No Sign, Yet, Of Big Momentum’s Death

Last week we made a case for the secular demise of large-cap growth as a driver of portfolio outperformance. Secular, as you know, refers to a trend that persists over an indefinite, but long, period of time.

All of this prompts the question: What about the more immediate time frame? Are investors actually starting to move away from big momentum stocks?  Evidence from some corners of the brokerage space seem to indicate that growth stocks are being swapped for value issues, but is this really a trend? Just how pervasive is this phenomenon, if it’s a phenomenon at all?

In the interest of efficiency and clarity, we searched the ETF universe for clues. We sought to compare the recent investment activity of growth funds to that of value portfolios. To keep to things simple, we restricted our analysis to funds that actually had the words ‘value’ or ‘growth’ in their names. This paradigm yields 85 portfolios with assets totaling $430 billion, split 59% on the growth side, and 41% on the value side.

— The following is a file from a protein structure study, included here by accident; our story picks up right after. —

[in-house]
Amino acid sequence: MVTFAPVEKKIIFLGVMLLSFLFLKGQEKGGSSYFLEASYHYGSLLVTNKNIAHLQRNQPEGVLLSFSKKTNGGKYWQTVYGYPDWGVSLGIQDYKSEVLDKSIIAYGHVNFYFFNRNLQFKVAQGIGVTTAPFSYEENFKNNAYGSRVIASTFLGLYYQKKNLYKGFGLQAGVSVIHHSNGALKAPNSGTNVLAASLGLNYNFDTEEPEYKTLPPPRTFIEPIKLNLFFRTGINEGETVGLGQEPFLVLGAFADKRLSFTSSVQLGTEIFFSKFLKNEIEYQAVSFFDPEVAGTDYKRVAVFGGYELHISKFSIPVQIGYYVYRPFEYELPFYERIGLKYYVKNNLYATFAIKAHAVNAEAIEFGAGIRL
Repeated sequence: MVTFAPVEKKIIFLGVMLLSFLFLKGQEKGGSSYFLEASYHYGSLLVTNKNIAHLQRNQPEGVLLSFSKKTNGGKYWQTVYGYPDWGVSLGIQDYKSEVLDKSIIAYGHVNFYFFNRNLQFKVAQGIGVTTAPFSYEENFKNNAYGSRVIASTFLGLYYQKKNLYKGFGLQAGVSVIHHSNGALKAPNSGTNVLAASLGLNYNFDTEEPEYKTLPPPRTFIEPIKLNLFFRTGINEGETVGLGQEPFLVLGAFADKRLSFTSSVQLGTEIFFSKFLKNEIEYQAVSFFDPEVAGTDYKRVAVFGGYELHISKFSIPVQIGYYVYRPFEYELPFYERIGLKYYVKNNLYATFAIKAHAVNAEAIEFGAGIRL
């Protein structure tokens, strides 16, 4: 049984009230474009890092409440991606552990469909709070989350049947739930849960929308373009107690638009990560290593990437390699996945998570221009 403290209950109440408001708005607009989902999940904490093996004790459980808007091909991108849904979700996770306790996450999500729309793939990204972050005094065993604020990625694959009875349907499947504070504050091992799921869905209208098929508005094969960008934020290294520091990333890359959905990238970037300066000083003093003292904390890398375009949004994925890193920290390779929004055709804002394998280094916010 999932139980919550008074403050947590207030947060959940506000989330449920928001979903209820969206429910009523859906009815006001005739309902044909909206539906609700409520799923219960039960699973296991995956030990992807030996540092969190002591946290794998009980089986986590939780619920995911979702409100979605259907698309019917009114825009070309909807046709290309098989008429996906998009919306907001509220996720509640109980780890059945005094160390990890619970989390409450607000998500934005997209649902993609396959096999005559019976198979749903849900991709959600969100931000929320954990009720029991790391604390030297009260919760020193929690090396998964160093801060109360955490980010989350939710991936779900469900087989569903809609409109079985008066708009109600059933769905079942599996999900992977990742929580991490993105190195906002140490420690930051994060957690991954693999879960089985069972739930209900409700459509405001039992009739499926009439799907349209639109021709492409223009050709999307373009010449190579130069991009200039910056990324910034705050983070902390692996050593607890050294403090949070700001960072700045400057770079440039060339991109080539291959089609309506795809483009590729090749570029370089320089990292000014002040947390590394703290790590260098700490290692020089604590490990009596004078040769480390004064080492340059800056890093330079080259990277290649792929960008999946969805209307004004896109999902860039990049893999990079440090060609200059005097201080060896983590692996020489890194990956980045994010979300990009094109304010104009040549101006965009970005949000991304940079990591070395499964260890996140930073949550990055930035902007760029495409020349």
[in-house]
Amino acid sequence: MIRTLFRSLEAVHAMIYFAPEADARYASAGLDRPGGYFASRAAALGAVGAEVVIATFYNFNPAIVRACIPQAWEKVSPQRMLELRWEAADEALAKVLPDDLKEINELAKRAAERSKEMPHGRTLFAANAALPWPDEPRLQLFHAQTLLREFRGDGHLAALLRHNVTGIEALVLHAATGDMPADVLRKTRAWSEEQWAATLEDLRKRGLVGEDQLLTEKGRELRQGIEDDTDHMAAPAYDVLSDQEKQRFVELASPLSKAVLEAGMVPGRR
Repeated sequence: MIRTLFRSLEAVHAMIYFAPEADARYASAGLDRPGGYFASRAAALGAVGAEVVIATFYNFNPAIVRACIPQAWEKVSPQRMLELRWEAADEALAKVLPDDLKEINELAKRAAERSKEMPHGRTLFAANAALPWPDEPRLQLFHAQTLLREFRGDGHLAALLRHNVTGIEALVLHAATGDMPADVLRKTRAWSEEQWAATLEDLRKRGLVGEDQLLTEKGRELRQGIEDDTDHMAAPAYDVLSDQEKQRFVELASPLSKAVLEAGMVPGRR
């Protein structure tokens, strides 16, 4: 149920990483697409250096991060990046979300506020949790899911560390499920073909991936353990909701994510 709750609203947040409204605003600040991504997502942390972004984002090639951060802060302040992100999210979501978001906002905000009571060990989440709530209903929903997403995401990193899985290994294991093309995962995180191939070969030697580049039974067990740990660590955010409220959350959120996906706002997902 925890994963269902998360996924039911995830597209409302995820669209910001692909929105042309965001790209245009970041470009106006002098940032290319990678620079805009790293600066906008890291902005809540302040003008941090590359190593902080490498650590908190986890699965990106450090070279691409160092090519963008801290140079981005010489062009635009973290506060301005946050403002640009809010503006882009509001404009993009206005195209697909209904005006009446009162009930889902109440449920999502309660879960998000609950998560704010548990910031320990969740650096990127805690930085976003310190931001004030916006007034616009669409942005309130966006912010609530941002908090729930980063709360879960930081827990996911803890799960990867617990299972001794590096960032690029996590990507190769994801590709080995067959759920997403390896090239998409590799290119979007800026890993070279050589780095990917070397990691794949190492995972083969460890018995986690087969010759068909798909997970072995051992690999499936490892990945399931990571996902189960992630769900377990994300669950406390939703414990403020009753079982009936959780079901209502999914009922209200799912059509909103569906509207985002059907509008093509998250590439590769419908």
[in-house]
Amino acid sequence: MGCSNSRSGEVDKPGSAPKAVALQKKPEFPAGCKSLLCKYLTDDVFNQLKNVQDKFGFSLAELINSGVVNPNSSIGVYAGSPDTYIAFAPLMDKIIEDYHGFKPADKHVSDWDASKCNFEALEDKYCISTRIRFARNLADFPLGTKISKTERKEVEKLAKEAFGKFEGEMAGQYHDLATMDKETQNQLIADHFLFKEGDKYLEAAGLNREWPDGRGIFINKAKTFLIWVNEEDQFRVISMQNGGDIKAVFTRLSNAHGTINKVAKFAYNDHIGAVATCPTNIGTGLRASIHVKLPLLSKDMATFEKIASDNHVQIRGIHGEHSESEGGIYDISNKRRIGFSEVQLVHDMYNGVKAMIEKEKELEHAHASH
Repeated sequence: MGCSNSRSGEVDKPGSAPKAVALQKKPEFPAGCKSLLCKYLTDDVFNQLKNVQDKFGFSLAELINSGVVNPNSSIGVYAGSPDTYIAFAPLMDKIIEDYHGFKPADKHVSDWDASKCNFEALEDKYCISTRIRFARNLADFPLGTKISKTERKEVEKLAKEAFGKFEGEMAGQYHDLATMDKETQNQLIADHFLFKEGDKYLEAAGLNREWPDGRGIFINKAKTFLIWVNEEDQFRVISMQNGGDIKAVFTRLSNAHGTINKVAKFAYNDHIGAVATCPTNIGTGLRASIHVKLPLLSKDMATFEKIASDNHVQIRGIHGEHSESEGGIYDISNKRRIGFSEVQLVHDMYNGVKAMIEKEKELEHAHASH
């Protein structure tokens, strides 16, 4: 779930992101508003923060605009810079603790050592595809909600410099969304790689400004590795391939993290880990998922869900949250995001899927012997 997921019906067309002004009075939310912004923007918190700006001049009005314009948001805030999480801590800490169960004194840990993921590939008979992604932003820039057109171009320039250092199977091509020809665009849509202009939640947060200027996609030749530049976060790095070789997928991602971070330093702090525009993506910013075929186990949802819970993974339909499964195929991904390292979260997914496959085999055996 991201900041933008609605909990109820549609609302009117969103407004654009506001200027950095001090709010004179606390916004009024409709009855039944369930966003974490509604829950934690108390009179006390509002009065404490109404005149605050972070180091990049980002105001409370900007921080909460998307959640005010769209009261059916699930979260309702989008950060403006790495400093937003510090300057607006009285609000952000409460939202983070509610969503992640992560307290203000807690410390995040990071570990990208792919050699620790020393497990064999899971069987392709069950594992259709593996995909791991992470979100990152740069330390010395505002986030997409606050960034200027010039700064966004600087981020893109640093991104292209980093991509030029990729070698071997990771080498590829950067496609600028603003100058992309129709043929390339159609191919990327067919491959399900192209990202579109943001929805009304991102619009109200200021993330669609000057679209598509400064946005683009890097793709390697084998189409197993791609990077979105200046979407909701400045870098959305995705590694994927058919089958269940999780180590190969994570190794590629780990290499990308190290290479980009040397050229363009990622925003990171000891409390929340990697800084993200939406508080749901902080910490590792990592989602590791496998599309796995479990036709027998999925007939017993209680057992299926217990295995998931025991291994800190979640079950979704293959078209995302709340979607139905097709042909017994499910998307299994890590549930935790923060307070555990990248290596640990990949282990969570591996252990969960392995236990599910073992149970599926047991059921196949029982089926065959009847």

Then, we tallied the year-to-date fund flows to gauge recent changes in the level of investor interest. Would we find, we wondered, an outflow of assets from growth ETFs accompanied by an inflow into value ETFs?

In a word, the answer is ‘no.’ That’s, at least, the answer that seems to fit the bottom-line numbers.

What we actually discovered was that BOTH growth ETFs and value ETFs enjoyed net inflows this year, though in differing ways. Specifically, we saw distinctions across capitalization tiers. It turns out that large-cap growth and large-cap value are still attracting investor interest. The ratio of net flows to assets shows growth is still racking up more investment than value, while small-cap value is strengthening at the expense of small-cap growth. Meantime, mid-cap is undergoing wholesale liquidation across both style cross-tabs.

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We found some telling details when we drilled further down into the crosstabs. The large-cap space, for instance, is dominated by three pairs of funds issued by Vanguard and BlackRock. On one side are the Vanguard Growth ETF (NYSE Arca: VUG), the iShares Russell 1000 Growth ETF (NYSE Arca: IWF), and the iShares S&P 500 Growth ETF (NYSE Arca: IVW) which, taken together, account for three-quarters of the assets in the 18-fund universe. When we tally up the year-to-date fund flows for this troika, lo and behold, we find a net disinvestment exceeding $820 million.

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Disclosure: None.

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